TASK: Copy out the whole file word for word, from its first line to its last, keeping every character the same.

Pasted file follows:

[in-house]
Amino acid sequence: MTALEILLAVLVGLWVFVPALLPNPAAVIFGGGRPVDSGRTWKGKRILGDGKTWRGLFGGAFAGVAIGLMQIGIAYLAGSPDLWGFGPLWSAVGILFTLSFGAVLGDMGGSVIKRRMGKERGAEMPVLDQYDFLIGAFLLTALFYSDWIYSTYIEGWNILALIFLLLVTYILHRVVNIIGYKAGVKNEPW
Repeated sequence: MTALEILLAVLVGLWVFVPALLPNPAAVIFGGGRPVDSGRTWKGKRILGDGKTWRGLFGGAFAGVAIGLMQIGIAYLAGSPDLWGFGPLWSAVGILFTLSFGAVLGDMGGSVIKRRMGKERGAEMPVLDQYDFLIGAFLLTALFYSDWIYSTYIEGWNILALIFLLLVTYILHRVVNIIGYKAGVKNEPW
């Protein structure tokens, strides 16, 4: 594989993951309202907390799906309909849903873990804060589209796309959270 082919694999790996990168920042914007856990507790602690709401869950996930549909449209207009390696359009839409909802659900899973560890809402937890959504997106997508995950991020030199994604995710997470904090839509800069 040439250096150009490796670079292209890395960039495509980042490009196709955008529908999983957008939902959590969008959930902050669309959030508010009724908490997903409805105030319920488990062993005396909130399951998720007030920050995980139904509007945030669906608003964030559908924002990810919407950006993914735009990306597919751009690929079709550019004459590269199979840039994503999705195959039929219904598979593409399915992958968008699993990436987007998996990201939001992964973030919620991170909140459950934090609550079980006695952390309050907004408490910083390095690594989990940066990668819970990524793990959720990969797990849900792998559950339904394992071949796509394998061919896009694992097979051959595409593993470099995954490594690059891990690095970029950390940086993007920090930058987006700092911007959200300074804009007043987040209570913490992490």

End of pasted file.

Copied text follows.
[in-house]
Amino acid sequence: MTALEILLAVLVGLWVFVPALLPNPAAVIFGGGRPVDSGRTWKGKRILGDGKTWRGLFGGAFAGVAIGLMQIGIAYLAGSPDLWGFGPLWSAVGILFTLSFGAVLGDMGGSVIKRRMGKERGAEMPVLDQYDFLIGAFLLTALFYSDWIYSTYIEGWNILALIFLLLVTYILHRVVNIIGYKAGVKNEPW
Repeated sequence: MTALEILLAVLVGLWVFVPALLPNPAAVIFGGGRPVDSGRTWKGKRILGDGKTWRGLFGGAFAGVAIGLMQIGIAYLAGSPDLWGFGPLWSAVGILFTLSFGAVLGDMGGSVIKRRMGKERGAEMPVLDQYDFLIGAFLLTALFYSDWIYSTYIEGWNILALIFLLLVTYILHRVVNIIGYKAGVKNEPW
């Protein structure tokens, strides 16, 4: 594989993951309202907390799906309909849903873990804060589209796309959270 082919694999790996990168920042914007856990507790602690709401869950996930549909449209207009390696359009839409909802659900899973560890809402937890959504997106997508995950991020030199994604995710997470904090839509800069 040439250096150009490796670079292209890395960039495509980042490009196709955008529908999983957008939902959590969008959930902050669309959030508010009724908490997903409805105030319920488990062993005396909130399951998720007030920050995980139904509007945030669906608003964030559908924002990810919407950006993914735009990306597919751009690929079709550019004459590269199979840039994503999705195959039929219904598979593409399915992958968008699993990436987007998996990201939001992964973030919620991170909140459950934090609550079980006695952390309050907004408490910083390095690594989990940066990668819970990524793990959720990969797990849900792998559950339904394992071949796509394998061919896009694992097979051959595409593993470099995954490594690059891990690095970029950390940086993007920090930058987006700092911007959200300074804009007043987040209570913490992490």